⇒ armhf should support all ARM Chromebooks for the foreseeable future.
Update one year later — April 2017, some ARMv8 (64-bit) ones have appeared:
- MediaTek MT8173 (PowerVR GX6250 GPU), e.g. in the Acer Chromebook R13 and Lenovo N23 Yoga Chromebook
- Rockchip_RK3399 (Mali (GPU) T860 MP4 GPU), e.g. in the Samsung Chromebook Plus
On the 32-bit front, a few RK3288-based tablets and media boxes keep appearing, but the latest 32-bit ARM Chromebook was released in 2015-11.
Let's see how current (early 2016) Debian supports ARM Chromebooks.
- Acer Chromebook 13 (CB5-311), Tegra K1
- InstallingDebianOn/Acer/Chromebook 13 CB5-311-T8BT suggests it may require a custom kernel
- Asus Chromebook C201, Rockchip RK3288
- InstallingDebianOn/Asus/C201 suggests it may require a custom kernel
- Asus Chromebook Flip, Rockchip RK3288
- HP Chromebook 14 (some models), Tegra K1
XXX: update this section with newer information, e.g. after we've managed to boot a Debian kernel on an Acer Chromebook R 13.
How others handle it
Kali provides one image per supported system (list of images, documentation). Their build scripts display lots of machine-specific variations, e.g. kernel version, additional drivers and firmware, X.Org and ALSA configuration.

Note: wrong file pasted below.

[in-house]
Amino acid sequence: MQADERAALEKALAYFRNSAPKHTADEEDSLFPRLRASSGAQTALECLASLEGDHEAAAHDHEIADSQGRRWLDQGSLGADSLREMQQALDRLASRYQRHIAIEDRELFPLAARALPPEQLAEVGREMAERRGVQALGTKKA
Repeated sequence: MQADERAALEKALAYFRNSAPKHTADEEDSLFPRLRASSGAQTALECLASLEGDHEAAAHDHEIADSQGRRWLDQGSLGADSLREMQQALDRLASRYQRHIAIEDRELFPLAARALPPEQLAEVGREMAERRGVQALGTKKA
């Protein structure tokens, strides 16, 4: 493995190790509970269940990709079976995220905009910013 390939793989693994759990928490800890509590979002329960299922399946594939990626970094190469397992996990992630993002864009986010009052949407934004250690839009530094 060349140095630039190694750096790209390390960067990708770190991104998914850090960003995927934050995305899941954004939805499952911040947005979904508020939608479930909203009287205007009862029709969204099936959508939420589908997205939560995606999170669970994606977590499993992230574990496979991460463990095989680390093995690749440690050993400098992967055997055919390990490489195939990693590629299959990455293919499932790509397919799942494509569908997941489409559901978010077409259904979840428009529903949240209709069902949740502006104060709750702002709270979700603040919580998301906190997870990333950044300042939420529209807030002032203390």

Arch Linux provides one image per supported board, and indeed their installation instructions point to a different rootfs tarball, each with a different kernel, e.g. the peach (ChromeOS 3.8 armv7h kernel), veyron (ChromeOS 3.14 armv7h kernel), oak (ChromeOS 3.18 aarch64 kernel) ones. But they also have more generic images, e.g. ARMv7 Multi-platform, ARMv7 Chromebook, and ARMv8 AArch64 Multi-platform ones, that ship with the mainline kernel and a bunch of dtb files. It's not clear how doable it would be to create an image that works well on devices that have different boards: including all the needed dtb files seems easy, but is there a single (e.g. ChromeOS) kernel version that has all the needed drivers and firmware?
The Arch Linux ARM PKGBUILDs repository have all their ARM-specific changes. In particular:
- https://github.com/archlinuxarm/PKGBUILDs/tree/master/alarm has ARM-specific packages, mostly firmware, drivers and bootloaders
has the build information for various kernels (including
On Chromebooks, one can "flash" a custom bootloader in the place where the kernel would usually be found by the embedded bootloader. This allows booting an OS in a more "traditional" way than what the included bootloader requires, and brings a number of advantages, such as: ability to edit the kernel command line, booting from external storage without pressing CTRL+U (if that bootloader is installed on the internal storage), bootloader menu (think "Troubleshooting Mode").
Sadly, the "legacy boot" mode that makes it "easy" to boot another OS than ChromeOS, thanks to the SeaBIOS payload of coreboot, is not available on ARM.
XXX: is Coreboot or U-Boot installed on ARM Chromebooks? https://www.coreboot.org/Chromebooks lists only X86 devices.